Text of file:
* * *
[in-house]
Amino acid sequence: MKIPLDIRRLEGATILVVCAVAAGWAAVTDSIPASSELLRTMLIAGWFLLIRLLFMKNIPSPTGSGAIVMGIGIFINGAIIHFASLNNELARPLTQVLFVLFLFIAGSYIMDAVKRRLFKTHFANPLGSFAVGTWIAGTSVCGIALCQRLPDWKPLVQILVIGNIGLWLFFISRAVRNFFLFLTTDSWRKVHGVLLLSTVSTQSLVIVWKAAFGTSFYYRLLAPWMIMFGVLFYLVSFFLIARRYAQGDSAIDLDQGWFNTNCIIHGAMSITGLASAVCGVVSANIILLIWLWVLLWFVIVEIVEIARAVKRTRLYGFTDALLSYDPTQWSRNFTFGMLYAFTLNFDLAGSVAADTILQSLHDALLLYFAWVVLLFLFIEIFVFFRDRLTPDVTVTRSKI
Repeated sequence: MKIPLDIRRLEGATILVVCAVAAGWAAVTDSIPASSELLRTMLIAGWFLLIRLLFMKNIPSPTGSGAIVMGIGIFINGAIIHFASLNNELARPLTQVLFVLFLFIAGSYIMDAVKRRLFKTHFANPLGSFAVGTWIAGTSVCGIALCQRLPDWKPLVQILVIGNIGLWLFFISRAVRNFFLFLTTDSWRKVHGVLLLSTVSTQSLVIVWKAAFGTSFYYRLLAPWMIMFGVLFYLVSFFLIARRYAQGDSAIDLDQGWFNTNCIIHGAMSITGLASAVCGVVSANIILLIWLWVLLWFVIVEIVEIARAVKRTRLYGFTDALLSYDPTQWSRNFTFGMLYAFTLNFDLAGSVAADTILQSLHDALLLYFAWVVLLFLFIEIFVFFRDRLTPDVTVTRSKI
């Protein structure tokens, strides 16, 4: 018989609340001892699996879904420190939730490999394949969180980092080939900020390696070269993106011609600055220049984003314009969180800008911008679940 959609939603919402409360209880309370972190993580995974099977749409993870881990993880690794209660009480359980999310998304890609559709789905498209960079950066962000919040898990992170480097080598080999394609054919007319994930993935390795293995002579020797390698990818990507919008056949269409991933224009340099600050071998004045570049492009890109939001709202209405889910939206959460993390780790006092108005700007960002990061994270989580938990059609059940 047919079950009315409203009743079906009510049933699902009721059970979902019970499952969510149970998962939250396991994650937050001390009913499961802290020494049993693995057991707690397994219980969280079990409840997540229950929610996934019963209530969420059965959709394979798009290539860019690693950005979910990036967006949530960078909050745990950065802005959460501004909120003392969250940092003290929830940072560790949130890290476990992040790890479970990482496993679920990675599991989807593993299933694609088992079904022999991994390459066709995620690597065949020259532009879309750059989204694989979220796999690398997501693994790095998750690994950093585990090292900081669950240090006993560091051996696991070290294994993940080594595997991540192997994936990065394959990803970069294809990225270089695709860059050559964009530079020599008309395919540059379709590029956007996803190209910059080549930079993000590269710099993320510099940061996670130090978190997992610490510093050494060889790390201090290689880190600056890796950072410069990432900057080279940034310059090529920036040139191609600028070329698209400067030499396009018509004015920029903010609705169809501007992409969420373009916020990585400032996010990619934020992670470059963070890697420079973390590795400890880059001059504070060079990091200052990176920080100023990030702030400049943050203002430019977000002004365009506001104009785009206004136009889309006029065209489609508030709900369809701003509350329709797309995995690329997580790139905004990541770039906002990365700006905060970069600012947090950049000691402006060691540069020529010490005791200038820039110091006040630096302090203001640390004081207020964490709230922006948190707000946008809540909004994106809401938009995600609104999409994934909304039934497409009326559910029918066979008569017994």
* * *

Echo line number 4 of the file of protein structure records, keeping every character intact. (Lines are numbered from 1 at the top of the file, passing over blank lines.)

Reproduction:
């Protein structure tokens, strides 16, 4: 018989609340001892699996879904420190939730490999394949969180980092080939900020390696070269993106011609600055220049984003314009969180800008911008679940 959609939603919402409360209880309370972190993580995974099977749409993870881990993880690794209660009480359980999310998304890609559709789905498209960079950066962000919040898990992170480097080598080999394609054919007319994930993935390795293995002579020797390698990818990507919008056949269409991933224009340099600050071998004045570049492009890109939001709202209405889910939206959460993390780790006092108005700007960002990061994270989580938990059609059940 047919079950009315409203009743079906009510049933699902009721059970979902019970499952969510149970998962939250396991994650937050001390009913499961802290020494049993693995057991707690397994219980969280079990409840997540229950929610996934019963209530969420059965959709394979798009290539860019690693950005979910990036967006949530960078909050745990950065802005959460501004909120003392969250940092003290929830940072560790949130890290476990992040790890479970990482496993679920990675599991989807593993299933694609088992079904022999991994390459066709995620690597065949020259532009879309750059989204694989979220796999690398997501693994790095998750690994950093585990090292900081669950240090006993560091051996696991070290294994993940080594595997991540192997994936990065394959990803970069294809990225270089695709860059050559964009530079020599008309395919540059379709590029956007996803190209910059080549930079993000590269710099993320510099940061996670130090978190997992610490510093050494060889790390201090290689880190600056890796950072410069990432900057080279940034310059090529920036040139191609600028070329698209400067030499396009018509004015920029903010609705169809501007992409969420373009916020990585400032996010990619934020992670470059963070890697420079973390590795400890880059001059504070060079990091200052990176920080100023990030702030400049943050203002430019977000002004365009506001104009785009206004136009889309006029065209489609508030709900369809701003509350329709797309995995690329997580790139905004990541770039906002990365700006905060970069600012947090950049000691402006060691540069020529010490005791200038820039110091006040630096302090203001640390004081207020964490709230922006948190707000946008809540909004994106809401938009995600609104999409994934909304039934497409009326559910029918066979008569017994």